Kaizen, according to Dictionary.com, is a noun meaning:
- a business philosophy or system that is based on making positive changes on a regular basis, as to improve productivity.
- an approach to one’s personal or social life that focuses on continuous improvement.
In business, this has been applied to “productivity” in a manufacturing environment: how to produce more units with greater efficiency without increasing costs. It can also be applied to productivity in a personal or team environment.
As I’ve mentioned here before, the definition of productive is “achieving or producing a significant amount or result.” We can dissect that for the manufacturing environment: “producing a significant amount,” and for personal use: “achieving a significant result.”
The ways in which people conduct themselves in their day-to-day environments are as unique and different as each individual. However, if you want to be able to manage the details of your life in the easiest and most efficient way, to get the most done with the least amount of stress, then you should approach your productivity (your ability to achieve your significant results) with Kaizen (a continuous improvement system) in mind.
Think about other “systems,” like Six Sigma, Agile software development, or even something like Weight Watchers. These are all step-by-step methodologies that leave little room for “customization.” They work when you follow the plan, and they fail when you don’t.
If you’ve been looking for ways to better manage the details of your life, you need a productivity system. Trying to stay on top of all of your responsibilities by “customizing” a set of tips and techniques that works with the way you like to do things, is a recipe for failure. Try looking for what works, instead of what works for you.
You can’t “continuously improve” while holding on to all of the bad habits that created your predicament in the first place. What would they say to you if you walked into Weight Watchers and said, “I’d like to lose weight, but I also really like to drink soda, have french fries with my lunch every day, and have dessert after dinner every evening. So please give me a program that accommodates my way of doing things.”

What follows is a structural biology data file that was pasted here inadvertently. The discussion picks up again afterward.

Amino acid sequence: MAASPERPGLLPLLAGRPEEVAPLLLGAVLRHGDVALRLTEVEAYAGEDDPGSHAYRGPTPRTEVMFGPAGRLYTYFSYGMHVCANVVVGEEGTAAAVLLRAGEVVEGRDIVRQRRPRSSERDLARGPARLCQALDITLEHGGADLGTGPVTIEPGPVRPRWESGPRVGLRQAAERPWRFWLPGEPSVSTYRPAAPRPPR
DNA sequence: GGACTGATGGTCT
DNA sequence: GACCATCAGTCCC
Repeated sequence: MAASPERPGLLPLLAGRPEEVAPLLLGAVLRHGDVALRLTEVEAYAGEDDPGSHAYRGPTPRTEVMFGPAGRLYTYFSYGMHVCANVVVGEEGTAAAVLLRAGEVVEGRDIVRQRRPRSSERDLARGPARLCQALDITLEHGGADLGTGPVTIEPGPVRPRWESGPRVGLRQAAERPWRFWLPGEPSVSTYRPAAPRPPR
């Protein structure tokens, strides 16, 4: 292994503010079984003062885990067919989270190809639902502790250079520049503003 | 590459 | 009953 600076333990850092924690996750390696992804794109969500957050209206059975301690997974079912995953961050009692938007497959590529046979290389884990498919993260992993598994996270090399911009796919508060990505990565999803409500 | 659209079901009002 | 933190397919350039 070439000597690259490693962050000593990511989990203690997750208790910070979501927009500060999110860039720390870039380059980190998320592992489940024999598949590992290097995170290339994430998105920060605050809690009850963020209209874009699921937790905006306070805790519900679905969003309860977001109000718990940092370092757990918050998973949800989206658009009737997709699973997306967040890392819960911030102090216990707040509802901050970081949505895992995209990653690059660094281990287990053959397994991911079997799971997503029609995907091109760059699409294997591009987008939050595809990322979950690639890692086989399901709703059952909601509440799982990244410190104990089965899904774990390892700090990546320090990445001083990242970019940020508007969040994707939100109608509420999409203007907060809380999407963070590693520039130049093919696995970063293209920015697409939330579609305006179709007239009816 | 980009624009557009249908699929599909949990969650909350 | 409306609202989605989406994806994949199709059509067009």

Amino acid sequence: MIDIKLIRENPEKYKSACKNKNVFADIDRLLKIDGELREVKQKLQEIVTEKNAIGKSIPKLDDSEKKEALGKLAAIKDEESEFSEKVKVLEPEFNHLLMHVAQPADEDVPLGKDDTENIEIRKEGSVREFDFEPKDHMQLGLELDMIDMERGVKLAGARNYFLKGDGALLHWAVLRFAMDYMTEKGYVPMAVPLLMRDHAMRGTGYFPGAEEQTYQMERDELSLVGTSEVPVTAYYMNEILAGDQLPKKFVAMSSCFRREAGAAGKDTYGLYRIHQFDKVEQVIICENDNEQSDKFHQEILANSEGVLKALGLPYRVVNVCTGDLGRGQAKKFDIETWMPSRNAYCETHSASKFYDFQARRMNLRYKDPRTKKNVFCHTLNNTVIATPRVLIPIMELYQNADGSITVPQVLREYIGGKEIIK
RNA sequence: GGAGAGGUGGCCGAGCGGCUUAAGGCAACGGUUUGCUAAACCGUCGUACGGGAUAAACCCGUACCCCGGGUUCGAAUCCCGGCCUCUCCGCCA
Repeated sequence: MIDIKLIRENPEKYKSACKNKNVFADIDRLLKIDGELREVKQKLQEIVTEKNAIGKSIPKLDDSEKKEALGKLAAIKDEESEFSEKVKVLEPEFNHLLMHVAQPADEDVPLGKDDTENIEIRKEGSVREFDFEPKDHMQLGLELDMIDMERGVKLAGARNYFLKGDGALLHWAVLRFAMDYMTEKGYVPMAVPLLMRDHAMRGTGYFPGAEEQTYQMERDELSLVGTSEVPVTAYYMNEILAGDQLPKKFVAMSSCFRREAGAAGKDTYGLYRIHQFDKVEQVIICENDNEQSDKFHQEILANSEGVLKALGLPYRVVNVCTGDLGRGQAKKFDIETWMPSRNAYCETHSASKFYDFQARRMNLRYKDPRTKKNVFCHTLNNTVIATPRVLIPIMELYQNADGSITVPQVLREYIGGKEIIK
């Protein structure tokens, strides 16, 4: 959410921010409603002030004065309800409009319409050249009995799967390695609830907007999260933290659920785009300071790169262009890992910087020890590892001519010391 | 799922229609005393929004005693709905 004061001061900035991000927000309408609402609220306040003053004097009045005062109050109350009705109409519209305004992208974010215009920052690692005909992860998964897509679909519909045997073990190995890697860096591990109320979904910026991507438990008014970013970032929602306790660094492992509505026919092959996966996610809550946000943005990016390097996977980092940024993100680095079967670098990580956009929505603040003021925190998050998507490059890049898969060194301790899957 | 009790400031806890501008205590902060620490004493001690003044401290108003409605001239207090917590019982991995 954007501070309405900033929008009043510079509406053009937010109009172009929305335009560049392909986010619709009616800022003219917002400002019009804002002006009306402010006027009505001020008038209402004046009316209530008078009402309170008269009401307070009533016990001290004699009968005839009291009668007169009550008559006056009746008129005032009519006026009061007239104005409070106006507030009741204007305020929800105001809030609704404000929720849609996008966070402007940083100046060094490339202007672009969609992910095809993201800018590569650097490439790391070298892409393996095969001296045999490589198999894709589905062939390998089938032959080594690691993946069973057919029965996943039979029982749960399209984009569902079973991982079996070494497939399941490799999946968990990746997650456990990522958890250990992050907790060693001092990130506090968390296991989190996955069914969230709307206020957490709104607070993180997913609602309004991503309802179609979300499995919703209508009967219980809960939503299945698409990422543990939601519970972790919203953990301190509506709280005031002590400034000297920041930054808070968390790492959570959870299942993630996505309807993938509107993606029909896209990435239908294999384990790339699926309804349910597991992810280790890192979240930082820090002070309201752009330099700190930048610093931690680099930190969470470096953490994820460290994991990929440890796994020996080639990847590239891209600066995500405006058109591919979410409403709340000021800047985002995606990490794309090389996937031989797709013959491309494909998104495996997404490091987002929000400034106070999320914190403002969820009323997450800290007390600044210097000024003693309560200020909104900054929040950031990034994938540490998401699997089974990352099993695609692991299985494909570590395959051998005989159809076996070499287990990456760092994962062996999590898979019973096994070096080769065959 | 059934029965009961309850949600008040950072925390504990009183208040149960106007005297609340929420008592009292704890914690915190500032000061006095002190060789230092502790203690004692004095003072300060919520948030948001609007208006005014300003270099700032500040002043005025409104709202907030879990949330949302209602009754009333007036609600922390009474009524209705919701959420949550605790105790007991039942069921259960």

They’ll give you the program, but trying to implement it while continuing all of those bad habits will be quite a challenge. You can think of productivity in the same way.
I developed and refined my Empowered ProductivityTM System with these ideas of an effective methodology in mind. The way I see it, a “coach” provides tips and techniques customized to your unique situation. A “trainer” teaches you what works and how to implement it.
When it comes to a productivity methodology, “training” is more important, which is why I am a trainer, not a coach, and I teach a complete and comprehensive system, “Empowered Productivity,” not just a collection of independent, customizable techniques. (Don’t worry, just like Weight Watchers allows you to choose from different foods with a certain point score, there is some room for customization in Empowered Productivity, too.)
If you’re struggling with managing the details of your life, or your staff is, such as drowning in emails, working all hours, feeling stressed all the time, not making enough progress on the important goals, then maybe it’s time to take a Kaizen (system-based) approach to your (or your company’s) productivity: your ability to achieve your significant results.
Thanks for reading!
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great stuff. thans
Thanks for reading, Kamal!
I love the analogy of wanting to lose weight, but not following a system of “what works” and instead trying to customize a diet that includes fries and dessert daily (maybe this is why I can’t lose 10 lbs). We all need to remember that to get results we need to do “what works”.
I wish you posted to your blog more often, your stuff is good!
Thom, what a wonderful comment! Thanks so much for reading and for your kind words!